Scanning Your Future
by Brett A. Setter, CUP/UGC Ultrasound Technician
When I first became a U.G.C. (Ultrasound Guidelines Council) Ultrasound Technician, I wanted to have a company slogan or phrase that exemplified what it meant to scan cattle. I wanted it to be short, sweet and right to the point. I thought about it for a few weeks and really didn’t come up with anything that worked. Most of my ideas were somewhat corny and really didn’t personify what I was looking for. One day my wife and I were driving down the road and she came up with a simple catch phrase that captured the entire ultrasound process in three simple words. “Scanning Your Future”. It was perfect and I’ve used it as my business motto ever since.
Learning From An Example: Indiana’s rural development philosophy
By Michael L. Holton, Center for Rural Affairs
In community development, many approaches make sense. It is not a one-size-fits-all proposition. The best rural community development sparks creative and innovative ways to bring rural people together for a common goal. Indiana is no exception.
The state has created what is known as the Rural Indiana Strategy for Excellence, or RISE. This is a 15-year plan that was created in July 2005. It is now being implemented as RISE 2020. The Indiana Rural Development Council, using the pillar approach, has created an inclusive and sensible framework that will lay a foundation for development.
By Bill Zimmerman
Most of the efficiency work underway today is focused on growing cattle. While cow feed costs are of overriding importance in integrated beef-production systems, the measurement of forage intake on large numbers of mature cows isn’t practical.
“Expectations are that appropriate use of the feed-efficiency trait in growing cattle will generate progeny that are efficient in all segments of the industry,” says Gordon Carstens, Texas A&M University (TAMU). Some projects measure the individual efficiency of growing bulls or heifers, while others test progeny of sires.
BeefTalk: A Shining Star – Zero Dollar Feedlot Treatment Costs
By Kris Ringwall, Beef Specialist, NDSU Extension Service
Something not heard of recently is the term “cow costs.” Such a statement seems somewhat bizarre, given all the media attention Integrated Beef Management (IRM) and Standardized Production Analysis (SPA) received not that long ago.
Interestingly, when I flipped through the current Cattle-Fax issue, the first words to pop out of the publication were “Cow costs climb in 2005.” In fact, rather noticeable is the tall, black line at the end of the figure titled “Annual Cash Cost per Cow,” indicating that 2005 was the most expensive year for cows since 1988, the first year on the graph.
Permanent Death Tax Repeal Critical for Ranchers
The National Cattlemen’s Beef Association (NCBA), representing generations of ranching families across the nation, strongly supports legislation introduced that will fight for full, permanent repeal of the Death Tax. Congressmen Kenny Hulshof (R-Mo.) and Robert Cramer (D-Ala.) introduced the bill, H.R. 2380, with 67 original cosponsors.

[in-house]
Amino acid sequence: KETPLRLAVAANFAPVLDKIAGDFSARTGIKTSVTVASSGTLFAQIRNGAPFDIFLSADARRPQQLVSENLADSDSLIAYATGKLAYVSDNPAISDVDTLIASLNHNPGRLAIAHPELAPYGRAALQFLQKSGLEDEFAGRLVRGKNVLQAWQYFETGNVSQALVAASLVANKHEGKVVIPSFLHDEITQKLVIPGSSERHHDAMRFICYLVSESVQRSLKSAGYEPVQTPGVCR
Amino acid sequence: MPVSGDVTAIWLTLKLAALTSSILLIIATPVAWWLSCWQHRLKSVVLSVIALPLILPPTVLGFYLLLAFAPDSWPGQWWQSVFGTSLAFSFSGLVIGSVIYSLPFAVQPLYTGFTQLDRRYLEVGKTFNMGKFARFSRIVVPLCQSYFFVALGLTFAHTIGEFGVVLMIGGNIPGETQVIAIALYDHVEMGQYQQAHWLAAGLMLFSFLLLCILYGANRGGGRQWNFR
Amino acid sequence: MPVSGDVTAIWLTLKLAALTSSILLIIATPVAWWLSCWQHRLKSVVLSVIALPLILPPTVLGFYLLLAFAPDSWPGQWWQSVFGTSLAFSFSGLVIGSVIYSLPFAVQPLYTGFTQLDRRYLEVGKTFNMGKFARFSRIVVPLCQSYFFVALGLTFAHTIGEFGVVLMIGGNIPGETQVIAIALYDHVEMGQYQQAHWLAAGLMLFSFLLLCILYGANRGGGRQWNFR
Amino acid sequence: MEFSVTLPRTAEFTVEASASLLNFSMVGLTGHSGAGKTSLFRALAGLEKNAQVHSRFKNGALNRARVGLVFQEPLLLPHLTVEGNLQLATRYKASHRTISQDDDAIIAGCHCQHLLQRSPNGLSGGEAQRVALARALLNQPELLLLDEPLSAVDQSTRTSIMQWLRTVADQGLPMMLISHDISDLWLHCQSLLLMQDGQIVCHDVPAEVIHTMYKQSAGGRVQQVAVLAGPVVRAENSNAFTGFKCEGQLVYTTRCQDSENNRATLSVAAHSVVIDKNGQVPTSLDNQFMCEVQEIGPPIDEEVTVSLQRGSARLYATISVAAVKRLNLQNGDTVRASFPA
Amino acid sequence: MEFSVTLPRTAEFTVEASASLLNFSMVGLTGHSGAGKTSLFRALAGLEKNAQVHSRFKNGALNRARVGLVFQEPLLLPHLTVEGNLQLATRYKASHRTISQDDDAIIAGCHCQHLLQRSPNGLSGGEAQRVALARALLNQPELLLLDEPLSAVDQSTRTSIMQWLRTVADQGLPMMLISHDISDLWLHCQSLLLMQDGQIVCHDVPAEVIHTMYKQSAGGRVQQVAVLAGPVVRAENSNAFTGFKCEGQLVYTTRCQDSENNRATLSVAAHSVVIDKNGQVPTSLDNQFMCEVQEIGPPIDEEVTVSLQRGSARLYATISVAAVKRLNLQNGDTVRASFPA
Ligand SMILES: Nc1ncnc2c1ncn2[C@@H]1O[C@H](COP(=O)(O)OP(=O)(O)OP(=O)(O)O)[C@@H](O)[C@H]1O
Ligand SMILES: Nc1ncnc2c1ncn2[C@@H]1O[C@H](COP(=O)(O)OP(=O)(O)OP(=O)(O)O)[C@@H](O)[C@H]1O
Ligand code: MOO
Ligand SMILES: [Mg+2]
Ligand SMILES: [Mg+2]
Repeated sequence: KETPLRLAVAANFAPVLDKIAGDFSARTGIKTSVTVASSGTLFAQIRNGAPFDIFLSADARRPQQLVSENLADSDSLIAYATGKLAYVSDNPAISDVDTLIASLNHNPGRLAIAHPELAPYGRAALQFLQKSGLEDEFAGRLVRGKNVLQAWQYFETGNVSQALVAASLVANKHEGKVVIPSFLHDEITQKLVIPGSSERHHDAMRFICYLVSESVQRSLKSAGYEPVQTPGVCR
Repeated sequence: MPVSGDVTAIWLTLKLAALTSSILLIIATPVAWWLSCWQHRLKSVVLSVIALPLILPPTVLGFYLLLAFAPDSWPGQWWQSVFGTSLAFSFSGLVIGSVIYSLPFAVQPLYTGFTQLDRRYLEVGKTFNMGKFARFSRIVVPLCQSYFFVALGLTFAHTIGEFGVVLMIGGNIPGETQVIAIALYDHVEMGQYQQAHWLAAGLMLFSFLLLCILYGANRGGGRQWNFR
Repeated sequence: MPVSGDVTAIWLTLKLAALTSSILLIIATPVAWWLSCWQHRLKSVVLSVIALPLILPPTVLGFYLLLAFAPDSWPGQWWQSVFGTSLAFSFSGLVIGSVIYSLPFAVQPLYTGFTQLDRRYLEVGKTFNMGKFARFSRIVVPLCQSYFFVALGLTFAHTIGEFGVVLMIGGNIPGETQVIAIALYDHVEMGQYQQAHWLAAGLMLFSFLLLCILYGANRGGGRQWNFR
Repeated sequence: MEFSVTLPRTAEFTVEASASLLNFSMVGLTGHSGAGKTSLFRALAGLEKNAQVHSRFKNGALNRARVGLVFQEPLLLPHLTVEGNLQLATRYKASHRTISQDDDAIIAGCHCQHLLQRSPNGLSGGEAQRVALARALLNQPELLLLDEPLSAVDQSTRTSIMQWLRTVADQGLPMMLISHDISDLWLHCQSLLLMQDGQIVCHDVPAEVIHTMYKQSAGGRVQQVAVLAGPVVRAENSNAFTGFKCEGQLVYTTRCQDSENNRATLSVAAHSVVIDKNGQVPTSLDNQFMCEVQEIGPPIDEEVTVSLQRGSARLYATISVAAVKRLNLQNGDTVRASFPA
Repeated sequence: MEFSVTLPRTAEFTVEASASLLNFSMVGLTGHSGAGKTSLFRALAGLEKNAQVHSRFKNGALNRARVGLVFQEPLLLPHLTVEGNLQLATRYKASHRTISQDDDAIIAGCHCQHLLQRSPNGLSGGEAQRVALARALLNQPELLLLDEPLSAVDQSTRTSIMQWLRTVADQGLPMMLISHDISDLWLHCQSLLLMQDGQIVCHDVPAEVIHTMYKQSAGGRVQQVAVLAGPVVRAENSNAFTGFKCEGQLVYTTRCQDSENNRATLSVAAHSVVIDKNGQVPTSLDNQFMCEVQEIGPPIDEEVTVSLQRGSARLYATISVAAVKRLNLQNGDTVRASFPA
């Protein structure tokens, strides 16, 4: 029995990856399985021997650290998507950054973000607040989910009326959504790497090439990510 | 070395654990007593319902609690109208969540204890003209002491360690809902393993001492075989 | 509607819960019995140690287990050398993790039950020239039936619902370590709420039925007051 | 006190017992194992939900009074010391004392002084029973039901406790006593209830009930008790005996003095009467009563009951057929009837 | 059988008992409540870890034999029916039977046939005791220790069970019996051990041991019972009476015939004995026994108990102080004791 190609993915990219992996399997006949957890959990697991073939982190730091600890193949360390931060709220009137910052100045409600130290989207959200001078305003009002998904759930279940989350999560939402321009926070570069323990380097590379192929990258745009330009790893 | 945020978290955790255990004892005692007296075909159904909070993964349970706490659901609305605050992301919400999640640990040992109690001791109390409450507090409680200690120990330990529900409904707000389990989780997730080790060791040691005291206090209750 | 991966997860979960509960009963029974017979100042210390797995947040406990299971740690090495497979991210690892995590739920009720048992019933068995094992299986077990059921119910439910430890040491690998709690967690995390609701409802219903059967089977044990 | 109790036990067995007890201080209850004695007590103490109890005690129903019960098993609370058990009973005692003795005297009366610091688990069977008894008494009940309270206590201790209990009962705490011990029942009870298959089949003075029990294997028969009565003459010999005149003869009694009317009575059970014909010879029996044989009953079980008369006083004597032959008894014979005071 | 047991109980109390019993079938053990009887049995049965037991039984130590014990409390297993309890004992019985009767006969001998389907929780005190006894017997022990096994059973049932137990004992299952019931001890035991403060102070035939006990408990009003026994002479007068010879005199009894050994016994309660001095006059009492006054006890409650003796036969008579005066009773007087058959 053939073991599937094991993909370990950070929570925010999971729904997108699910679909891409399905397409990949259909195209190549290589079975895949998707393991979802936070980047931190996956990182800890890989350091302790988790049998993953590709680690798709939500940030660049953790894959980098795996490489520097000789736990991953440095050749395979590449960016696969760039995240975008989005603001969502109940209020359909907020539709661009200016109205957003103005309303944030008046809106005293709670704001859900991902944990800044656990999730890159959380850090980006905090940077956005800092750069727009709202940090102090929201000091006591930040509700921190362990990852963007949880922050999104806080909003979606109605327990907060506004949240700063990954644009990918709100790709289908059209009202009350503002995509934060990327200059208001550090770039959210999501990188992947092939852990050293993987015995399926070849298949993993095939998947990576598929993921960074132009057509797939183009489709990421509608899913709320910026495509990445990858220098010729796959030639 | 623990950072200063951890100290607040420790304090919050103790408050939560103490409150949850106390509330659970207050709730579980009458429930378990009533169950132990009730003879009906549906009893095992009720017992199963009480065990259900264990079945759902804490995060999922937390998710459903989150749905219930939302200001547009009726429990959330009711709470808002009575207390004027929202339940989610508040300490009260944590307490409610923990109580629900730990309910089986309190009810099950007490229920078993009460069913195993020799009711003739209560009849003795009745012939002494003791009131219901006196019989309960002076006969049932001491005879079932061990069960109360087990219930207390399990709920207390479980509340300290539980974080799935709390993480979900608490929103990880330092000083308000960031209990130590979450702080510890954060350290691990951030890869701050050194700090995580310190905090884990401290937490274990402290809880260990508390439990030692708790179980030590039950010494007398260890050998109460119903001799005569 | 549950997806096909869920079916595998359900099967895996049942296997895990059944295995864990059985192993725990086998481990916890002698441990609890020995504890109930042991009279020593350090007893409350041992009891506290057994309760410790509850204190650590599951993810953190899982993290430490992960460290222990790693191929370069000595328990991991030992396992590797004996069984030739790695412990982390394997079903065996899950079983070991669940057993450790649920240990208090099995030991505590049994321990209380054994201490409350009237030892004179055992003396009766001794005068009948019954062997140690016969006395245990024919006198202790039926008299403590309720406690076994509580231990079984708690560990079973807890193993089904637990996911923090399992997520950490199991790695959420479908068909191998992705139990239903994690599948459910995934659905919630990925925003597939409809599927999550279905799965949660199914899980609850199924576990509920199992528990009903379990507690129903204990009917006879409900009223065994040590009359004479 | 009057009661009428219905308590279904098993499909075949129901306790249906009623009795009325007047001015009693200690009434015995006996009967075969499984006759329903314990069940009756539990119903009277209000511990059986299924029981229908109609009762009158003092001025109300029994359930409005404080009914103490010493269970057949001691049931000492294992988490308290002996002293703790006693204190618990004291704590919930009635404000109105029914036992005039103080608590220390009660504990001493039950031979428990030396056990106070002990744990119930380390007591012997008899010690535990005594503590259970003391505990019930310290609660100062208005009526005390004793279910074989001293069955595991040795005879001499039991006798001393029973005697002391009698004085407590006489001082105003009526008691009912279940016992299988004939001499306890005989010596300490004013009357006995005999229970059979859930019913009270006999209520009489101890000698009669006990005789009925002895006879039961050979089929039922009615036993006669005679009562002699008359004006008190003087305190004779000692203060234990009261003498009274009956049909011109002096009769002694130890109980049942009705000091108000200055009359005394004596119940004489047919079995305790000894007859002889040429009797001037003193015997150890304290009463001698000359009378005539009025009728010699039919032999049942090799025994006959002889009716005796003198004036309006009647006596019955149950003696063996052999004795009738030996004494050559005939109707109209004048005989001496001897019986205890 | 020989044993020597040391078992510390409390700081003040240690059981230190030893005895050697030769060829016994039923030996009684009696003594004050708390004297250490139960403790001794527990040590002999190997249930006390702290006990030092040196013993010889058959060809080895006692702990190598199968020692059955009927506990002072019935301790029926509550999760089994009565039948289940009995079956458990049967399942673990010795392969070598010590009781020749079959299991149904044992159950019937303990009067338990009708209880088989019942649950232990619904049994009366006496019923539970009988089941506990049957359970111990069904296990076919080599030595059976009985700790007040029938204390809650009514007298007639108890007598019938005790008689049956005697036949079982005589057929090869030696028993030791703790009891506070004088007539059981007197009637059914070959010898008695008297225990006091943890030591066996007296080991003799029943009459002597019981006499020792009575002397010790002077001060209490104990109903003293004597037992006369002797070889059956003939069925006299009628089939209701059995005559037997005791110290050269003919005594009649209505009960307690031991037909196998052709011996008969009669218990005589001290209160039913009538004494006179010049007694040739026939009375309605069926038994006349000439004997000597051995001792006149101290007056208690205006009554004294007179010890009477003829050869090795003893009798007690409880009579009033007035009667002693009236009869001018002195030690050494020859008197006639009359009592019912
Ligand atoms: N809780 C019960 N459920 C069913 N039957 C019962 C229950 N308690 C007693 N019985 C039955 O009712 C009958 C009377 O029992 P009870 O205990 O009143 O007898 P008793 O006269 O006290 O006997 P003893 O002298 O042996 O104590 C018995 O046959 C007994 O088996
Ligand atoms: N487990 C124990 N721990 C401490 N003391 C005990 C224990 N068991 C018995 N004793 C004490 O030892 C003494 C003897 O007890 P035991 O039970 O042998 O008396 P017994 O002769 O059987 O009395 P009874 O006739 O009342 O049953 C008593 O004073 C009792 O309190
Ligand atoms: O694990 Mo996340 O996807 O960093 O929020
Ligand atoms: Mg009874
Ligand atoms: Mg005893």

“By once again introducing legislation to repeal this onerous tax, these members of Congress have demonstrated an understanding and appreciation for the immense burden this tax places on American cattle producers who are hoping to pass their operation on to the next generation,” says North Carolina cattle producer and NCBA President John Queen.
Ky. farmers can get aid from Easter freeze
U.S. agency OKs low-interest loans
By Charlie White
Shelby County farmer Bill Gallrein watched helplessly as freezing temperatures on Easter weekend damaged his hay, strawberry and wheat crops.
“Our alfalfa froze back to nothing,” said Gallrein, who has about 200 acres of vegetables on his 1,000-acre spread along Vigo Road just northeast of Shelbyville.
Gallrein and farmers in Kentucky’s other 119 counties, as well as 13 neighboring counties in Southern Indiana, may soon get some help.
The U.S. Department of Agriculture said today that farmers hit by the cold weather from April 5 to 10 are now eligible for low-interest emergency loans under a federal disaster declaration.
Two Kentucky counties, McCreary and Leslie, were not designated primary disaster areas, though they and the Southern Indiana counties are eligible for the loans because they are contiguous to the primary counties.
USDA pushes Korea to allow US beef shipments in
WASHINGTON, June 6 (Reuters) – South Korea should allow U.S. beef shipments currently on hold to enter the country, Agriculture Department officials said on Wednesday, because they have verified the beef honors a meat trade agreement between the nations.
Seoul, once the No. 3 customer for U.S. beef, accepts only boneless beef from U.S. cattle less than 30 months of age. It suspended trade this week after finding bone-in beef among the U.S. shipments.
USDA officials told reporters they sent a letter to South Korea stating that a review of the nearly 50 loads of beef exported to Seoul since they resumed imports in April met the trade agreement. USDA said it hoped for a reply later on Wednesday after the Korean government returns from a national holiday.